Dr. Goetz shares his excitement about GEDI and the research it will inspire in a new interview with NASA:
After many years of preparation – over a decade – we are on the cusp of having a space-borne lidar instrument that is designed for land research and applications …
When GEDI achieves orbit and the data from the instrument reach the science community, I think we will see a revolution in research and applications related to ecosystem dynamics, including forestry, biodiversity and hydrology …
GEDI is long overdue. I can hardly wait to see what we can do with the unique data it will provide. At long last we will have access to the 3rd dimension of global forests!
Read more about what Dr. Goetz had to say about GEDI, as well as interviews with other GEDI scientists here.
The NASA GEDI laser instrument successfully launched aboard the SpaceX Falcon 9 rocket on Wednesday, December 5th. The GEDI lidar instrument is on its way to the International Space Station. Once installed, GEDI will circle the Earth at 17,150 miles per hour, emitting laser pulses that penetrate forest canopies and provide 3D images of vegetation structure. GEDI will provide the first landscape scale 3D look at the world’s temperate and tropical forests.
Animals play a significant role in shaping landscape scale carbon exchange and storage, according to new research published in Science by Dr. Goetz and NAU colleague Dr. Chris Doughty. Goetz and Doughty used remote sensing to analyze animal movements and how they impact the global carbon cycle. Their research highlights the importance of including animal feedbacks in discussions of climate change mitigation.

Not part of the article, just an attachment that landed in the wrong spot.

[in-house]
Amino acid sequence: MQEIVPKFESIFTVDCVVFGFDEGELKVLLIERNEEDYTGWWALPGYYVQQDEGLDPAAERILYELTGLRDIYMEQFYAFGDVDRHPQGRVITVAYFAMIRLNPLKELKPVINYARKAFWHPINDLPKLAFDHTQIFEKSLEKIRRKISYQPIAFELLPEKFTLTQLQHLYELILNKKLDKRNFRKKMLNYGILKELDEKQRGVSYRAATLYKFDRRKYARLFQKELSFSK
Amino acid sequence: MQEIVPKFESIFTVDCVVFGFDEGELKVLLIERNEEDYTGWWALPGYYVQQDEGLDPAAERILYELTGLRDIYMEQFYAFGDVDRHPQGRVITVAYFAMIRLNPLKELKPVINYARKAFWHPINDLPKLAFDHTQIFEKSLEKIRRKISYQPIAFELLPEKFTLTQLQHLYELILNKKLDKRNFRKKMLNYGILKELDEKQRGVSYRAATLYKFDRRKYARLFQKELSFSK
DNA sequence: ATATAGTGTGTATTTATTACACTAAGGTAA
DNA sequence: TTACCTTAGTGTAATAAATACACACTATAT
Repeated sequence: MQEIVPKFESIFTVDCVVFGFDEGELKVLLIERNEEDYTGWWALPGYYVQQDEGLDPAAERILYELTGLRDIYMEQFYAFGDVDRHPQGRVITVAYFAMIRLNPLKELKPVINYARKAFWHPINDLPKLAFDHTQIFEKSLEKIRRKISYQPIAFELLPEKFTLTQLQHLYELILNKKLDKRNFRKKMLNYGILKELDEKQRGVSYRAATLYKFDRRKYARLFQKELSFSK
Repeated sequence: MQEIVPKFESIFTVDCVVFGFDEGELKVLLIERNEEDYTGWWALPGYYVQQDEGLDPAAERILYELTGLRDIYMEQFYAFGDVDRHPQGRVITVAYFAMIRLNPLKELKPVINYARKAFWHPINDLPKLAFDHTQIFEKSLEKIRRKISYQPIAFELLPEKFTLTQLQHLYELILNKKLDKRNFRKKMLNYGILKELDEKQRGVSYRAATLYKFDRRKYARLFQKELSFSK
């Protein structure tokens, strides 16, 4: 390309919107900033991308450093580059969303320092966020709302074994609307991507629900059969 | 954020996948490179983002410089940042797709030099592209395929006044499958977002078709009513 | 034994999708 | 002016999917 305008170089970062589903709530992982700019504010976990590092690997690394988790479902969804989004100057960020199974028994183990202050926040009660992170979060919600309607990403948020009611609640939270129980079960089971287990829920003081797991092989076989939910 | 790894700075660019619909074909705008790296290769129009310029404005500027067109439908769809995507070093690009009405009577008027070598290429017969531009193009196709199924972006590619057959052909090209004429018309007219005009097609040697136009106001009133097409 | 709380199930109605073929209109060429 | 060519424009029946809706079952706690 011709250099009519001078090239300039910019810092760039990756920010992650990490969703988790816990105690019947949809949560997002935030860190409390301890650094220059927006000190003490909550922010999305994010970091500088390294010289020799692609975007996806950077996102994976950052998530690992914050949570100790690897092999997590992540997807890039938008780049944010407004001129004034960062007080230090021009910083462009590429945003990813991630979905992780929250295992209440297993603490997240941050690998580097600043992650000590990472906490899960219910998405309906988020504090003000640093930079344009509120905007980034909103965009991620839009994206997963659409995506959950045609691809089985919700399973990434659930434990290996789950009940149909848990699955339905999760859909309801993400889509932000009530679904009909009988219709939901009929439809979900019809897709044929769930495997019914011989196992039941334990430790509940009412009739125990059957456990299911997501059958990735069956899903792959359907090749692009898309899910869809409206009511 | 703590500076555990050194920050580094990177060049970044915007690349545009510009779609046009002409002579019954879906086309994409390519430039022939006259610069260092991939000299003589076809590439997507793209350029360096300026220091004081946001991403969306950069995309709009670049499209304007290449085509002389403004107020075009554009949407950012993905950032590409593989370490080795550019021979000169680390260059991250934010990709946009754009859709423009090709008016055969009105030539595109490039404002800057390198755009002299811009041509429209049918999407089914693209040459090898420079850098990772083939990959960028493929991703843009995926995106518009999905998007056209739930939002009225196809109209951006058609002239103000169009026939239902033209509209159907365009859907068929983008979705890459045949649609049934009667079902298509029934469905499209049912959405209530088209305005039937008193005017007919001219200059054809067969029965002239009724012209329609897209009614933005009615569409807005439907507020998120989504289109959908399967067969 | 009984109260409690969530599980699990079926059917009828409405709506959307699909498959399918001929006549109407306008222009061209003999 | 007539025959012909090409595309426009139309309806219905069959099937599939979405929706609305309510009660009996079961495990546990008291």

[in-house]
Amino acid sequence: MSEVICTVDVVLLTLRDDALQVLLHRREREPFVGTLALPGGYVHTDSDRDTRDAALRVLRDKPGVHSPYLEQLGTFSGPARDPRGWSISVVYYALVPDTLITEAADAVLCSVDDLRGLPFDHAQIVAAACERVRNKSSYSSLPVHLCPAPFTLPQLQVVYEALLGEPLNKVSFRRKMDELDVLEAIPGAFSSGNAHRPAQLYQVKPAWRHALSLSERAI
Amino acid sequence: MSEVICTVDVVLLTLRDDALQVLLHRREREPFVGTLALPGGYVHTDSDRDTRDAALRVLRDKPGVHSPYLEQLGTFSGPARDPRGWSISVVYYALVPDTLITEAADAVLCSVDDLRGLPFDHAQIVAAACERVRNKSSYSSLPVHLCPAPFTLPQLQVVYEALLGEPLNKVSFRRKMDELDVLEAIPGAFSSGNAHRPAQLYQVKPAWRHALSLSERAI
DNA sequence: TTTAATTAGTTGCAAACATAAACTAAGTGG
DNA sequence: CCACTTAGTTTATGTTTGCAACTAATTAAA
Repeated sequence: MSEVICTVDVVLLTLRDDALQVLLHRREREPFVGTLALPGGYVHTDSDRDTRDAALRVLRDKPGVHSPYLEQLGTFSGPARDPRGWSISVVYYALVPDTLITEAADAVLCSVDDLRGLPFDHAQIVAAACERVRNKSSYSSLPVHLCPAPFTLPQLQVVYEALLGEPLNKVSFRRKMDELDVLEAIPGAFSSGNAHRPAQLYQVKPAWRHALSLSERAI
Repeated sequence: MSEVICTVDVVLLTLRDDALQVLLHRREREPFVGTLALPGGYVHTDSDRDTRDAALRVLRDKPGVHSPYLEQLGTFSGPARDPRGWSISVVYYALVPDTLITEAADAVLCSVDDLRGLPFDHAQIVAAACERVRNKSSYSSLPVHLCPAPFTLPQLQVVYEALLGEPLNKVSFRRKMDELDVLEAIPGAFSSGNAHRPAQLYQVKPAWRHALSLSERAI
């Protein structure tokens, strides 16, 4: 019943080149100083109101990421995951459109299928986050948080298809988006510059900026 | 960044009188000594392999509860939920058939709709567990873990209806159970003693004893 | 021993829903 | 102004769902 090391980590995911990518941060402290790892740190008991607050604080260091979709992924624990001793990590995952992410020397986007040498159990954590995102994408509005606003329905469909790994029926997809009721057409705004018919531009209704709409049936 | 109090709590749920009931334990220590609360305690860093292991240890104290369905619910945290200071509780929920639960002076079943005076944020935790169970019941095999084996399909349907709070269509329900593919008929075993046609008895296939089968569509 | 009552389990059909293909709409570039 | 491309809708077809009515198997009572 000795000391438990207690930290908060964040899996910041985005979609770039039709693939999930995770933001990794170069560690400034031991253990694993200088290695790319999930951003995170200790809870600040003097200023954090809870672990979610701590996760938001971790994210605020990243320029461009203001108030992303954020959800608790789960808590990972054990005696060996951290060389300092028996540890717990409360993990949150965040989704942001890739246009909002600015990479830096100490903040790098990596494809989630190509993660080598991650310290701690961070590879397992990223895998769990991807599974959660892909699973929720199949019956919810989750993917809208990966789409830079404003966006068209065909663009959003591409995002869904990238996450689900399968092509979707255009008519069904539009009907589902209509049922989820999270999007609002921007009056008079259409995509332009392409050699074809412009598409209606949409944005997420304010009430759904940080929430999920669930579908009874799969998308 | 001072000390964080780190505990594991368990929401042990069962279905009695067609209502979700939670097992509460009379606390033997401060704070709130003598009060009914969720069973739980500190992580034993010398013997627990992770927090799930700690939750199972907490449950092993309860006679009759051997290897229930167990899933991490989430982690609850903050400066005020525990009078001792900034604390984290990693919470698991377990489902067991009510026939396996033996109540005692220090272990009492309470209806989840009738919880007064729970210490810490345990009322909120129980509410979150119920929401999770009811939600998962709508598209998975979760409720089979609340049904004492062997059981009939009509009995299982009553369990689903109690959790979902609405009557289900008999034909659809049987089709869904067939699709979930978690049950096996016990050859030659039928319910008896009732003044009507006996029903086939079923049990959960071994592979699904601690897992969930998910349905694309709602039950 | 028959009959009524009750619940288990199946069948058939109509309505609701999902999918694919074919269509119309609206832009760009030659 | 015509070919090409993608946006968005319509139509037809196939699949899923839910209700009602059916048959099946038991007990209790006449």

Read more about this research here, and read the full article here.
Scott Goetz and NAU Center for Ecosystem Science and Society (ECOSS) researcher Ted Schuur were recently featured in a Science Magazine article highlighting permafrost research conducted under NASA’s ABoVE project. Schuur’s experimental field studies measure how much carbon is released to the atmosphere due to permafrost thaw. This work has now gained an airborne ally. NASA aircraft capable of mapping topography and emitting radar pulses that penetrate the ground surface and measure depth to permafrost are now flying missions in conjunction with field-based permafrost studies. These flights will help link field based measurements to remote sensing data and scale these fine scale measurements up to larger spatial scales.
Read more about this project here. Read more about “drunken trees” here.
Scott Goetz recently collaborated with researchers Xanthe Walker, Michelle Mack and Ted Schuur from NAU’s Center for Ecosystem Science and Society (ECOSS) on a study estimating carbon emissions from an unprecedentedly large fire in Canada’s Northwest Territories (NWT). Accurate predictions of carbon emissions are necessary to predict future climate feedbacks. This study examined the major sources of heterogeneity that impact carbon emissions at different scales. This increased understanding can be used to improve high resolution modeling of carbon emissions across understudied areas.
Read more about this study here, and read the full article in Global Change Biology here.
Scott Goetz, along with NAU Center for Ecosystem Science and Society (ECOSS) professor Michelle Mack, are leading a new Department of Defense (DoD) funded project to to assess the resiliency and vulnerability of boreal forest on DoD lands across central Alaska. This project is just one example of many collaborations between the GEODE lab and ECOSS.